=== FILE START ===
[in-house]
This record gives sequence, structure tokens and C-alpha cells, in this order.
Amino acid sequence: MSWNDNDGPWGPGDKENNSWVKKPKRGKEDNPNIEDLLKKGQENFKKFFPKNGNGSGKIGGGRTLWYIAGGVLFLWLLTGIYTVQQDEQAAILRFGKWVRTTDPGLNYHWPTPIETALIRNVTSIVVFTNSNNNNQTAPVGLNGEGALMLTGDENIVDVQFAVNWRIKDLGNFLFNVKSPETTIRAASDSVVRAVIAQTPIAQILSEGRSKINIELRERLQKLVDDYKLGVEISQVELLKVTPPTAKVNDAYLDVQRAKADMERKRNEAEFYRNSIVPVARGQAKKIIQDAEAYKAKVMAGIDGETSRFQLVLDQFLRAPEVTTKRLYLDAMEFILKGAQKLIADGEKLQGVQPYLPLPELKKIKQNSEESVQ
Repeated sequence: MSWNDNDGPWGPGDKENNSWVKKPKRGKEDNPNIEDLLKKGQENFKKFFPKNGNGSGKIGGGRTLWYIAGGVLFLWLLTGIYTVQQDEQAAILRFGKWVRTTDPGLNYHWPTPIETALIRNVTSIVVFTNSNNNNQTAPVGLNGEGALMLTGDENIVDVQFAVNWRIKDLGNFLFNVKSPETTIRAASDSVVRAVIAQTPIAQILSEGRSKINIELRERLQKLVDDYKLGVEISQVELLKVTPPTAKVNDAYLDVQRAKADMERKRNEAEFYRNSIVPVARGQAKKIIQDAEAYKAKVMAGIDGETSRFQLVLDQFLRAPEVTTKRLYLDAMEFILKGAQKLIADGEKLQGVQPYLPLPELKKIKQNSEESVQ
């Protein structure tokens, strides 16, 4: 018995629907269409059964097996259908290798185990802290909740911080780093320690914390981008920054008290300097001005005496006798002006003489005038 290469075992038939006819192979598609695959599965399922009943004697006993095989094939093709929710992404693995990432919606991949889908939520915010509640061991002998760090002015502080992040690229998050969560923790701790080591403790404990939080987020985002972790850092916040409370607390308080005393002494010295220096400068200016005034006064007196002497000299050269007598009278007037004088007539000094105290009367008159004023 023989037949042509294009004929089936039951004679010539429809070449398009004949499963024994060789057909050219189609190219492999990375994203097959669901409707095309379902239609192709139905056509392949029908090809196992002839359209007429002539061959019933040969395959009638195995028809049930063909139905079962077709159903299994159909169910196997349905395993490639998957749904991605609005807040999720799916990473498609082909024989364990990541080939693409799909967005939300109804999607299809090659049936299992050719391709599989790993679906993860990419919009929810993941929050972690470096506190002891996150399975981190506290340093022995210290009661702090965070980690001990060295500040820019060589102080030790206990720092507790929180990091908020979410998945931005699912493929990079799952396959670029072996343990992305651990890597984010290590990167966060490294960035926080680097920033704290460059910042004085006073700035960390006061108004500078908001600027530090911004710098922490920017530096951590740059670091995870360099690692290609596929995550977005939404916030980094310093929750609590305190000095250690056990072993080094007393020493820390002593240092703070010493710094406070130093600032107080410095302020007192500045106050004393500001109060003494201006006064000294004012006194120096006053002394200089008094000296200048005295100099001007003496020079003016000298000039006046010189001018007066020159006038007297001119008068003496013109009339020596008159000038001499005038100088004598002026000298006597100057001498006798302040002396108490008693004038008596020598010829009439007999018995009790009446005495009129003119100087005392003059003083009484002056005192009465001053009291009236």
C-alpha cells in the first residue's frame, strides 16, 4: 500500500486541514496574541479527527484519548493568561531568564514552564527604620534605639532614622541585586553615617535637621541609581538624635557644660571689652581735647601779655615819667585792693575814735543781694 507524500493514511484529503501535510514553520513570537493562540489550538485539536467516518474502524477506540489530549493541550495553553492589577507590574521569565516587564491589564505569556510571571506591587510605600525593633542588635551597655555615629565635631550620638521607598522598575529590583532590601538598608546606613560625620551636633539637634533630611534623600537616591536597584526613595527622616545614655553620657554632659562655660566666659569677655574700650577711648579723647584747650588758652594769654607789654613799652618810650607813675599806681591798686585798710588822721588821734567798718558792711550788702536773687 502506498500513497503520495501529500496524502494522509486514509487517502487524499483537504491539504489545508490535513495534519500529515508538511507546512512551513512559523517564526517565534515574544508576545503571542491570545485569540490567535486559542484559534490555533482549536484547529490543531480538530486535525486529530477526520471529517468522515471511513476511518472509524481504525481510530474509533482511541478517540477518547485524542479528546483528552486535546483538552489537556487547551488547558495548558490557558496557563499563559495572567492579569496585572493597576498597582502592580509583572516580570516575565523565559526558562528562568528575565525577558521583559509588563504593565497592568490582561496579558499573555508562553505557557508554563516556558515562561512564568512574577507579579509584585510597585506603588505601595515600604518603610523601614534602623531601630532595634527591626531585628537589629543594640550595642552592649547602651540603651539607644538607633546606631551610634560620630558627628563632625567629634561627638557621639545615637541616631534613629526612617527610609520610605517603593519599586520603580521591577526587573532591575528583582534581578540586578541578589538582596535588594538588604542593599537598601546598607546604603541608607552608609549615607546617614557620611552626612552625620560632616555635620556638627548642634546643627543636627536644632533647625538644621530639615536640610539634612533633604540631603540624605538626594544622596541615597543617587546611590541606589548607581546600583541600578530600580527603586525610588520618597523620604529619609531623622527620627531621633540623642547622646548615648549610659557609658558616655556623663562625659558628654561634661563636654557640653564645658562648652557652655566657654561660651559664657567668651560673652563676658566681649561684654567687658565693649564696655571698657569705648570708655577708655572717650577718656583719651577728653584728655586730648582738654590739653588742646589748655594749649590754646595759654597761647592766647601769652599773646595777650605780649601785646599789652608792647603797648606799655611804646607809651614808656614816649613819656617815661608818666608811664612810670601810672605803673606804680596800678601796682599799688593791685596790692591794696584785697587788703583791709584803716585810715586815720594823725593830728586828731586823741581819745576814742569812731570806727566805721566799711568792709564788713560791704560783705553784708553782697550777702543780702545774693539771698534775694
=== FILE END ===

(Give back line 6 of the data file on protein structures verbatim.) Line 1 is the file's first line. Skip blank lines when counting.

C-alpha cells in the first residue's frame, strides 16, 4: 500500500486541514496574541479527527484519548493568561531568564514552564527604620534605639532614622541585586553615617535637621541609581538624635557644660571689652581735647601779655615819667585792693575814735543781694 507524500493514511484529503501535510514553520513570537493562540489550538485539536467516518474502524477506540489530549493541550495553553492589577507590574521569565516587564491589564505569556510571571506591587510605600525593633542588635551597655555615629565635631550620638521607598522598575529590583532590601538598608546606613560625620551636633539637634533630611534623600537616591536597584526613595527622616545614655553620657554632659562655660566666659569677655574700650577711648579723647584747650588758652594769654607789654613799652618810650607813675599806681591798686585798710588822721588821734567798718558792711550788702536773687 502506498500513497503520495501529500496524502494522509486514509487517502487524499483537504491539504489545508490535513495534519500529515508538511507546512512551513512559523517564526517565534515574544508576545503571542491570545485569540490567535486559542484559534490555533482549536484547529490543531480538530486535525486529530477526520471529517468522515471511513476511518472509524481504525481510530474509533482511541478517540477518547485524542479528546483528552486535546483538552489537556487547551488547558495548558490557558496557563499563559495572567492579569496585572493597576498597582502592580509583572516580570516575565523565559526558562528562568528575565525577558521583559509588563504593565497592568490582561496579558499573555508562553505557557508554563516556558515562561512564568512574577507579579509584585510597585506603588505601595515600604518603610523601614534602623531601630532595634527591626531585628537589629543594640550595642552592649547602651540603651539607644538607633546606631551610634560620630558627628563632625567629634561627638557621639545615637541616631534613629526612617527610609520610605517603593519599586520603580521591577526587573532591575528583582534581578540586578541578589538582596535588594538588604542593599537598601546598607546604603541608607552608609549615607546617614557620611552626612552625620560632616555635620556638627548642634546643627543636627536644632533647625538644621530639615536640610539634612533633604540631603540624605538626594544622596541615597543617587546611590541606589548607581546600583541600578530600580527603586525610588520618597523620604529619609531623622527620627531621633540623642547622646548615648549610659557609658558616655556623663562625659558628654561634661563636654557640653564645658562648652557652655566657654561660651559664657567668651560673652563676658566681649561684654567687658565693649564696655571698657569705648570708655577708655572717650577718656583719651577728653584728655586730648582738654590739653588742646589748655594749649590754646595759654597761647592766647601769652599773646595777650605780649601785646599789652608792647603797648606799655611804646607809651614808656614816649613819656617815661608818666608811664612810670601810672605803673606804680596800678601796682599799688593791685596790692591794696584785697587788703583791709584803716585810715586815720594823725593830728586828731586823741581819745576814742569812731570806727566805721566799711568792709564788713560791704560783705553784708553782697550777702543780702545774693539771698534775694